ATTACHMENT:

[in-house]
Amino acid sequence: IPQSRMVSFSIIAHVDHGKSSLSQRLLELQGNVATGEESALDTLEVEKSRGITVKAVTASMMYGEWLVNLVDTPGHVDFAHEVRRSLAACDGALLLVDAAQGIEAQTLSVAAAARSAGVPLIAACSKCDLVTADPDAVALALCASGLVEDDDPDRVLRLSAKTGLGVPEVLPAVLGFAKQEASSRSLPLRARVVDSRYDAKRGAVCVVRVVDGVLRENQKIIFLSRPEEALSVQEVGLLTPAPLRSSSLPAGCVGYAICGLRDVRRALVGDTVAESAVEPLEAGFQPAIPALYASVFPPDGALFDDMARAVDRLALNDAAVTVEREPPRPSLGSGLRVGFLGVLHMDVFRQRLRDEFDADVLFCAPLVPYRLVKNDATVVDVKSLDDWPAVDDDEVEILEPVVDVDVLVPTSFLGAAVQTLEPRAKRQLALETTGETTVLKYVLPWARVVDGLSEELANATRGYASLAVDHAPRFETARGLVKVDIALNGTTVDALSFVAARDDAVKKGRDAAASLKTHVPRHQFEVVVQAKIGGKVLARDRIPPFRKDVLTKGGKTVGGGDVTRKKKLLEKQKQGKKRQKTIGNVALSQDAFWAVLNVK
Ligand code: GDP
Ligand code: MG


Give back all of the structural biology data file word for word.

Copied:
[in-house]
Amino acid sequence: IPQSRMVSFSIIAHVDHGKSSLSQRLLELQGNVATGEESALDTLEVEKSRGITVKAVTASMMYGEWLVNLVDTPGHVDFAHEVRRSLAACDGALLLVDAAQGIEAQTLSVAAAARSAGVPLIAACSKCDLVTADPDAVALALCASGLVEDDDPDRVLRLSAKTGLGVPEVLPAVLGFAKQEASSRSLPLRARVVDSRYDAKRGAVCVVRVVDGVLRENQKIIFLSRPEEALSVQEVGLLTPAPLRSSSLPAGCVGYAICGLRDVRRALVGDTVAESAVEPLEAGFQPAIPALYASVFPPDGALFDDMARAVDRLALNDAAVTVEREPPRPSLGSGLRVGFLGVLHMDVFRQRLRDEFDADVLFCAPLVPYRLVKNDATVVDVKSLDDWPAVDDDEVEILEPVVDVDVLVPTSFLGAAVQTLEPRAKRQLALETTGETTVLKYVLPWARVVDGLSEELANATRGYASLAVDHAPRFETARGLVKVDIALNGTTVDALSFVAARDDAVKKGRDAAASLKTHVPRHQFEVVVQAKIGGKVLARDRIPPFRKDVLTKGGKTVGGGDVTRKKKLLEKQKQGKKRQKTIGNVALSQDAFWAVLNVK
Ligand code: GDP
Ligand code: MG